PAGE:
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My son Craig is 57 I'm 82. It's becoming difficult for me to assist him to doctor's visits. He is driven to a nearby dialysis center four times a week withoug personal assistance. He had a stroke in 2012 and he's still in a wheelchair. He can talk but rarely does. I don't think he's physically or mentally sharp enough to go solo to other doctor visits.

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Wouldn't think so. Check the contract with the nursing home. When in a nursing home, the facility has their own doctors and specialists will make house calls.
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shad250 Jan 10, 2020
At a price
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I am so sorry you and your son are going through this but I am glad you found a supportive place for him to live.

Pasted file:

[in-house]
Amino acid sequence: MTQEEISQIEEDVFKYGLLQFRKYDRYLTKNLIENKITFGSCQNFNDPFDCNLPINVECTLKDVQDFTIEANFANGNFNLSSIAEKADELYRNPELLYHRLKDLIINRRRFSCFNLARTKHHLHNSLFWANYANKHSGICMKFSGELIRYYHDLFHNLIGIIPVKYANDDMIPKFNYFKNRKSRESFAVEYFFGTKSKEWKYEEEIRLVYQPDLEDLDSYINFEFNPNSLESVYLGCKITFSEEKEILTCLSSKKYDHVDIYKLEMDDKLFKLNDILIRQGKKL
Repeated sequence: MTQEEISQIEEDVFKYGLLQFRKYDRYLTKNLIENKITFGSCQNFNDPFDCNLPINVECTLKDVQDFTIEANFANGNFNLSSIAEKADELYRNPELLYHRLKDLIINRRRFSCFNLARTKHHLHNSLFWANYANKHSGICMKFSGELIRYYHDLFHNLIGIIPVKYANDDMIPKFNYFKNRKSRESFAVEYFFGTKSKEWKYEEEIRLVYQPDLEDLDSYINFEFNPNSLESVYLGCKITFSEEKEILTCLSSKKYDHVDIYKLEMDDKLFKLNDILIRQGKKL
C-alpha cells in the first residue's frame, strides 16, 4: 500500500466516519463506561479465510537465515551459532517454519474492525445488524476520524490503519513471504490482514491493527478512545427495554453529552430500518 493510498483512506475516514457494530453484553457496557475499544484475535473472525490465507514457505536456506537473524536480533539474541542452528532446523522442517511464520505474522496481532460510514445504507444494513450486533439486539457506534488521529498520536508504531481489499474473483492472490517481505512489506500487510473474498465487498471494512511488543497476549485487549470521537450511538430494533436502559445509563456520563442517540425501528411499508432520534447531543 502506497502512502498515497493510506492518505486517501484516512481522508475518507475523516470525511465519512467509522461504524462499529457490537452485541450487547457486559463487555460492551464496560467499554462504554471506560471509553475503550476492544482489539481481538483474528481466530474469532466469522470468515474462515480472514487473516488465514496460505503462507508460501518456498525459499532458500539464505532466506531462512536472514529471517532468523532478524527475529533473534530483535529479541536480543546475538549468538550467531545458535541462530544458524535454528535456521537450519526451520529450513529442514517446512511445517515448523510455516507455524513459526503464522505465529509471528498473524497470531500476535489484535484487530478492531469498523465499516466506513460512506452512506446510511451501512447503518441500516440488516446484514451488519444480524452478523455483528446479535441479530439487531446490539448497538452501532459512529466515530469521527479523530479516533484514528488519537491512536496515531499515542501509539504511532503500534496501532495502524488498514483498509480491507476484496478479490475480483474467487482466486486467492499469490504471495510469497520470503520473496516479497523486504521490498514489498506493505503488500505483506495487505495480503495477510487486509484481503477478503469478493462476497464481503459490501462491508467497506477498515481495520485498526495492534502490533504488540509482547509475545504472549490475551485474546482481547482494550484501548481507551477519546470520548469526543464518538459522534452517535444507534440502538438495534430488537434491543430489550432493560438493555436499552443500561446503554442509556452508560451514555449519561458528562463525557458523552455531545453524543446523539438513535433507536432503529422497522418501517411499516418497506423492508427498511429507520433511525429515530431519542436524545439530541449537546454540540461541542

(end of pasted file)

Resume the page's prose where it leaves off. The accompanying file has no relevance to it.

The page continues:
Does he have a Primary Doctor? I'd ask the Doctor first. There will be many without family at all to assist them.

Or ask the Home what other options there are. Ask the dialysis centre too.

My sister is also a stroke survivors. She doesn't have the best kidney function & has older parents. I work & we are also trying to solve the problem of support for appointments in the future. ((Hugs))
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Barbara I think it is very wise of you to think ahead about how your son will continue to be supported. It isn't only medical visits: in the future there will be quite a wide range of decisions to be made in his best interests that he may not be able to manage by himself, and you will want peace of mind knowing that he has the right people in his corner.

I've had a very quick look at services in your area but haven't yet found anything ideal. What you want is a health advocate, or wellbeing advocate, or somebody with a job title along those lines. If I were you I should contact your local Area Agency on Aging and ask their advice about how to protect his best interests in future. I know Craig isn't "aging" yet! - but as he is disabled by his stroke I'm pretty sure he'll be eligible for many aging and disability related services.